National Harbor, Md. (PRWEB) September 21, 2016
A painting by aviation artist Rick Broome, noted for his Air Force Academy class paintings, was presented Tuesday by Civil Air Patrol National Commander Joe Vazquez to the U.S. Air Force in commemoration of CAP’s 75th anniversary and its role in support of the Air Force as its Auxiliary since May 1948 and, since last year, as a member of its Total Force.
Vazquez presented Deborah James, secretary of the Air Force, and Gen. David L. Goldfein, chief of staff, with the painting, entitled “Total Force Partners,” during the Air Force Association’s Air, Space & Cyber Conference. It will be permanently displayed at the Pentagon.
The painting features a CAP Cessna 182 from the Maryland Wing being intercepted near Washington, D.C., by an Air Force F-16 from Joint Base Andrews, Maryland.
“We are pleased that the painting will be on display at the Pentagon for many years, where it can be enjoyed by thousands of Total Force Airmen and Pentagon visitors,” the national commander said.
“Seventy-five years after Pearl Harbor our operational support to the Air Force takes place every day, around the clock. Our volunteers are trained, professional aviators who fly 550 aircraft on many of the same missions we flew during the war: homeland security, air defense training, search and rescue and disaster relief,” Vazquez continued.
“Over 1 million young Americans have learned about citizenship, leadership and teamwork in the CAP Cadet Program. Our program, with its Air Force, aviation and public service focus, prepares them well for both military service and civilian life.
“Civil Air Patrol has provided outstanding service to this country for 75 years, and we did not get to this point by ourselves. We stand on the shoulders of generations of volunteers whose service during times of national and local emergencies, especially World War II, remains our daily inspiration,” he concluded.
Broome, a former CAP cadet, was on stage for the presentation.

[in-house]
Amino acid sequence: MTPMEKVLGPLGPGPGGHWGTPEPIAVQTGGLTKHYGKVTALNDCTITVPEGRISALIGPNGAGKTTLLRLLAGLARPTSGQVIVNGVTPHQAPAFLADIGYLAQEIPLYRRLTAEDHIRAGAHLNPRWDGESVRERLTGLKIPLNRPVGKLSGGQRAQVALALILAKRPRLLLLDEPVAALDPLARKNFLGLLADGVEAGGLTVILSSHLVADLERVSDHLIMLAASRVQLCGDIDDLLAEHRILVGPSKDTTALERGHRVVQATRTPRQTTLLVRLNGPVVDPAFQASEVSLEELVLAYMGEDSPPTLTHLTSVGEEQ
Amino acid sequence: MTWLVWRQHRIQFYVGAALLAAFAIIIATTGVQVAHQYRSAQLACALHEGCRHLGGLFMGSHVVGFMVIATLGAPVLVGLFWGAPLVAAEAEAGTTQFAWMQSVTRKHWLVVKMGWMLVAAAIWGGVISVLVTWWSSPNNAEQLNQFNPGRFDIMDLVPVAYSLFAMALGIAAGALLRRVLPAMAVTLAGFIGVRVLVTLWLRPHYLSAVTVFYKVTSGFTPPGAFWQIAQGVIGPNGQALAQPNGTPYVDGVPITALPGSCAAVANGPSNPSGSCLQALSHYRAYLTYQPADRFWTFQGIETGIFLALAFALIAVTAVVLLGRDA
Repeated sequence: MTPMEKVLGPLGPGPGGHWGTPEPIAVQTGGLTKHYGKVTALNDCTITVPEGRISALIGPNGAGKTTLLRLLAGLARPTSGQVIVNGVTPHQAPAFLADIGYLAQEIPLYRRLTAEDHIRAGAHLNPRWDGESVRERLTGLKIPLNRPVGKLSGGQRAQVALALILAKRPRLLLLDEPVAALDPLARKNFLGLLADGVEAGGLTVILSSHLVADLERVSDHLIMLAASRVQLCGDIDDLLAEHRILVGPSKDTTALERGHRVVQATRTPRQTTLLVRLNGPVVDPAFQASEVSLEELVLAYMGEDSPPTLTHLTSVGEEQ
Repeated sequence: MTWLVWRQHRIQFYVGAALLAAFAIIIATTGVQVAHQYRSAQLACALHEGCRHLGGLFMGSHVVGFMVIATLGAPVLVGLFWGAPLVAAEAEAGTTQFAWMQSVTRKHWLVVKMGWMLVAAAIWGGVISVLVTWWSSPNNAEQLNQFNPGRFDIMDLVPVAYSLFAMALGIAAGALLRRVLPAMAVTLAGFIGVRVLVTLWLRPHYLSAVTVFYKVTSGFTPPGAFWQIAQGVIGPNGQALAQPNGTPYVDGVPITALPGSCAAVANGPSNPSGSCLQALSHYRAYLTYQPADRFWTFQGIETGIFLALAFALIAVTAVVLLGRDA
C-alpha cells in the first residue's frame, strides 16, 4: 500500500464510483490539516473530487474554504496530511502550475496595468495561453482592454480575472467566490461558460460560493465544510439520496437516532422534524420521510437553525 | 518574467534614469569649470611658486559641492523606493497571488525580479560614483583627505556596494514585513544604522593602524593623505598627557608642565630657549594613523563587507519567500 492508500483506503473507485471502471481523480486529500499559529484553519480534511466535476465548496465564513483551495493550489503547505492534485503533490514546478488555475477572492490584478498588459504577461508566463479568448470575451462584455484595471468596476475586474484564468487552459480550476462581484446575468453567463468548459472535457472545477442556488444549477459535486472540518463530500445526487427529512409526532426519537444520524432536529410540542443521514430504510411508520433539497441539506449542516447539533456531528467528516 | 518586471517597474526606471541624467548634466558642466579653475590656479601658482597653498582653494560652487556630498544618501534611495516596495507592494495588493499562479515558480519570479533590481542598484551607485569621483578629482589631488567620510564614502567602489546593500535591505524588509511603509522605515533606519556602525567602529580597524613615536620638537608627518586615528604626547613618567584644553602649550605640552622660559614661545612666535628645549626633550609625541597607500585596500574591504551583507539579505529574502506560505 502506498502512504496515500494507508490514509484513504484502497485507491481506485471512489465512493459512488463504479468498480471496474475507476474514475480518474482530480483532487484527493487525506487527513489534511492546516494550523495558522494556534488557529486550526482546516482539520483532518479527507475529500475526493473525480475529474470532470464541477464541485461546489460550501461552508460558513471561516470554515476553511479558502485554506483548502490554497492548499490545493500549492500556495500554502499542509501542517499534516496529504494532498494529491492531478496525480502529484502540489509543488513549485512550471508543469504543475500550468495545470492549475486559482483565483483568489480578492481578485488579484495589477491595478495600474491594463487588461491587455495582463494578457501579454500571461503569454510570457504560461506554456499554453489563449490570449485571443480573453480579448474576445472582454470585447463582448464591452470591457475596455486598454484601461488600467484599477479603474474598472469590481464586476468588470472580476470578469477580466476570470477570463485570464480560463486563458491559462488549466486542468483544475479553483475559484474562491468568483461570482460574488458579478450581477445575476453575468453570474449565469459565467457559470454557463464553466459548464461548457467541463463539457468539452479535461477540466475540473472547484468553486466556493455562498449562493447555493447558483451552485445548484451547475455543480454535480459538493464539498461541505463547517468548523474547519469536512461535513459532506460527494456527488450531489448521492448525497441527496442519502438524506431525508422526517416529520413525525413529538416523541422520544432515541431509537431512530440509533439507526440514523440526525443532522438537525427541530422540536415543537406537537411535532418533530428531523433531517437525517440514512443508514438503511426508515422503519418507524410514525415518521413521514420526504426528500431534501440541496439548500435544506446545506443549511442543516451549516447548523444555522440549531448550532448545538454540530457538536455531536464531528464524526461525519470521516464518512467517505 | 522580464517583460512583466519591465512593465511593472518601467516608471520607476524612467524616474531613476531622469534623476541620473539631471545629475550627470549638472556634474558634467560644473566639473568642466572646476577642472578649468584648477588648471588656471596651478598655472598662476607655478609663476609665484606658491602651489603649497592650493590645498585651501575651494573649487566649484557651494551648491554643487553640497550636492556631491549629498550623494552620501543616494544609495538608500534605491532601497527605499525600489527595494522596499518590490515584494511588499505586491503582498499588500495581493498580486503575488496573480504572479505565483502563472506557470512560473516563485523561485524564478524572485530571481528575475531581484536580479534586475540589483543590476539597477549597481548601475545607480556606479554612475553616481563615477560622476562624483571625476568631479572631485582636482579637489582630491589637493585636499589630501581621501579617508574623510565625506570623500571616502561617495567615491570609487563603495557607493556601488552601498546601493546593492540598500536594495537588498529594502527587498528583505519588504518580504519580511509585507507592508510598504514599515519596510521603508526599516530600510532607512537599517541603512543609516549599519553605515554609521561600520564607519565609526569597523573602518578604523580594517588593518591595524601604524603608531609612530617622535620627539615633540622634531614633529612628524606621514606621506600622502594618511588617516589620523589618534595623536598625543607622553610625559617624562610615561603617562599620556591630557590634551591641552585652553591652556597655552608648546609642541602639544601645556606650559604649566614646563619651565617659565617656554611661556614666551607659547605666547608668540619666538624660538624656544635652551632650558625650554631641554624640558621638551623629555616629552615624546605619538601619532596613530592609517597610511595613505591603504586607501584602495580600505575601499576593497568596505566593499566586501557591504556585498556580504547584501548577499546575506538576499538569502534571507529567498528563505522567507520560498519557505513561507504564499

After the painting presentation Vazquez presented a 2:12 version of the organization’s 75th anniversary video. Both the two-minute version and a longer, 5:15 video https://www.youtube.com/watch?v=lxRdZrI7vbA shown last month at CAP’s Annual Conference in Nashville, Tennessee, were produced by Air Force Master Sgt. Scott Matthews. The Emmy Award-winning producer earned CAP’s top cadet honor, the Gen. Carl A. Spaatz Award, as a California Wing member in January 1999.
“His video captures the history, evolution and excitement of your volunteer Air Force Auxiliary,” Vazquez said.
Civil Air Patrol, the longtime all-volunteer U.S. Air Force auxiliary, is the newest member of the Air Force’s Total Force, which consists of regular Air Force, Air National Guard and Air Force Reserve, along with Air Force retired military and civilian employees. CAP, in its Total Force role, operates a fleet of 550 aircraft and performs about 90 percent of continental U.S. inland search and rescue missions as tasked by the Air Force Rescue Coordination Center and is credited by the AFRCC with saving an average of 78 lives annually. Civil Air Patrol’s 56,000 members nationwide also perform homeland security, disaster relief and drug interdiction missions at the request of federal, state and local agencies. Its members additionally play a leading role in aerospace education and serve as mentors to more than 24,000 young people currently participating in the CAP cadet program. Performing missions for America for the past 75 years, CAP received the Congressional Gold Medal in 2014 in honor of the heroic efforts of its World War II veterans. CAP also participates in Wreaths Across America, an initiative to remember, honor and teach about the sacrifices of U.S. military veterans. Visit http://www.capvolunteernow.com for more information.